Since then Daizo had been living in one of the Triplicane ‘mansions’ where single men could get cheap rooms. Every morning he’d gone to hear the astrologer in the safari suit read and interpret the Tamil verses the sages had written a thousand years ago. Daizo was a special case, it seemed, destined to achieve enlightenment in this birth. Therefore the sages had laboured to record each and every day of his life, inscribing on the palm leaves exactly what he should eat, what he should do. Daizo had been eating food that didn’t agree with him, and paying for whatever rites and rituals were needed to offset the sins accrued in lives as crow and merchant and all the other beings he’d been. “And you may scoff, but I remember what it was like to know only the one word ‘Ka’, I remember the moon pulling at the sea underneath my boat.” All his money had gone towards the rituals. He was waiting for more to arrive from his family in Japan. He took no photographs, since the palm leaves said nothing of such things. The astrologer had his camera equipment.

How firmly our beliefs hold onto us, not letting us go even when in extremis! I said, “If your destiny is foretold, then it’s already written in today’s palm leaf that I am taking you home.” He was very weak and did not struggle when I pushed him into the autorickshaw.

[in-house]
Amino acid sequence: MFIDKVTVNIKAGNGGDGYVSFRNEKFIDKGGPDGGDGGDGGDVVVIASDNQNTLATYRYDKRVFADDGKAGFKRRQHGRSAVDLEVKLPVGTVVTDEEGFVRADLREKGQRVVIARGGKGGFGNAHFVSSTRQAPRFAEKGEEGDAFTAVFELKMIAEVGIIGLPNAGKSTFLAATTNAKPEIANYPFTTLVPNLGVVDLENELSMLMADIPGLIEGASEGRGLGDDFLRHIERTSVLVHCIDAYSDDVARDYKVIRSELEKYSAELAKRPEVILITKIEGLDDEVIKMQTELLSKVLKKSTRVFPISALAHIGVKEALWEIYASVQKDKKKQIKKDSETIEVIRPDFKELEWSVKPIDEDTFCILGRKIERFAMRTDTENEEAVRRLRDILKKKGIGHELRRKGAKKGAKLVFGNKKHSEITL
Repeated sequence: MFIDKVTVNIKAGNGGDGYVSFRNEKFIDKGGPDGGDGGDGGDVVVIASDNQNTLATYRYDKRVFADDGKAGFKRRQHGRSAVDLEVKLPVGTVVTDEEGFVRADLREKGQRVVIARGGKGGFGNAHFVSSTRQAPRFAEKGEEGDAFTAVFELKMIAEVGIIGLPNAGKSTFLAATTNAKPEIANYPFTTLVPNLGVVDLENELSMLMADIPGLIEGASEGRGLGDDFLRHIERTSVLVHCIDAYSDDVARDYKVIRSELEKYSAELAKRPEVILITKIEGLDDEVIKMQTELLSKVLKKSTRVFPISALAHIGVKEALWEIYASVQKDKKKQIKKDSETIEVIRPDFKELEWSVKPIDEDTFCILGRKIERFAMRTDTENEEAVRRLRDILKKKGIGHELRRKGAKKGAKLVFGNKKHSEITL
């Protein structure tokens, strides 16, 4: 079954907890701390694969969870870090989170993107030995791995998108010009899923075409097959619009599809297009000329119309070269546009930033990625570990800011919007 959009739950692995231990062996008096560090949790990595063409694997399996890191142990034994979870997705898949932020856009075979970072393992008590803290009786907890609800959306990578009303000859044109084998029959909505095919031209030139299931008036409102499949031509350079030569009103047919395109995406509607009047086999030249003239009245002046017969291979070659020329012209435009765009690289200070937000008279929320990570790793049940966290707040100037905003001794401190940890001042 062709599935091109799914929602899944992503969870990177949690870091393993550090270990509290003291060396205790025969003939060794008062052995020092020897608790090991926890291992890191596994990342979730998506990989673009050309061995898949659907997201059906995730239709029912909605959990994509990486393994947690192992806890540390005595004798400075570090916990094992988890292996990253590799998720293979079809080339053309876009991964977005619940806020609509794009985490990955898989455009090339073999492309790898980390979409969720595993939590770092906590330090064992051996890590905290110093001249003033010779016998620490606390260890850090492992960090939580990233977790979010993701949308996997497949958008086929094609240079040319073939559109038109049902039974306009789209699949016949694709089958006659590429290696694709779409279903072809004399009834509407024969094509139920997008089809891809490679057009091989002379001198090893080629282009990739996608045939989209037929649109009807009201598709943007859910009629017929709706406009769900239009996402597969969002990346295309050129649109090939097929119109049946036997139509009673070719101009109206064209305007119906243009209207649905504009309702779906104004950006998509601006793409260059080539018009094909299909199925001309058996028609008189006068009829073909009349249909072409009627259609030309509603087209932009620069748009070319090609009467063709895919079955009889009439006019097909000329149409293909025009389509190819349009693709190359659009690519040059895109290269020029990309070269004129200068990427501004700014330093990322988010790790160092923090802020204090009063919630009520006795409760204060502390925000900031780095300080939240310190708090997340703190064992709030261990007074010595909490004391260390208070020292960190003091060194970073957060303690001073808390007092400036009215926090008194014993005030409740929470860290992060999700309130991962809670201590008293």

Once he had bathed properly and eaten a little, he lay down on my bed and slept. That night, I slipped under the sheet beside him and he curved himself around me like water into a cup.

The next day my housemates and I went to the astrologer’s house and threatened to go to the police if he didn’t return the camera equipment. The astrologer handed it over, saying, “You girls have come to me, which means your palm leaves too will be somewhere in this pile. Give me your thumbprints and I will tell you the names of your husbands.” We declined.

A few days later, I heard that Jiddu Krishnamurti would be giving a talk under the banyan tree at Vasanta Vihar. Daizo was feeling better, so we went together. Krishnamurti, speaking in his slow serious way, addressed the question of god’s existence, death, desire, the nature of our human condition. Daizo listened intently, and later that night repeated these lines he’d remembered from the lecture, putting the emphasis on different words, the subject, the object, the verb: “I am nothing. I will become something. But what is it that is becoming?”

The next day Daizo made arrangements to return immediately to Japan and embark on the project of translating Krishnamurti into Japanese.

 

Gitanjali Kolanad is a former Bharatanatyam dancer and choreographer. She divides her time between London, Toronto and South India. Her debut novel ‘Girl Made of Gold’ is forthcoming from Juggernaut in 2020.

Published on January 24, 2020
This article is closed for comments.
Please Email the Editor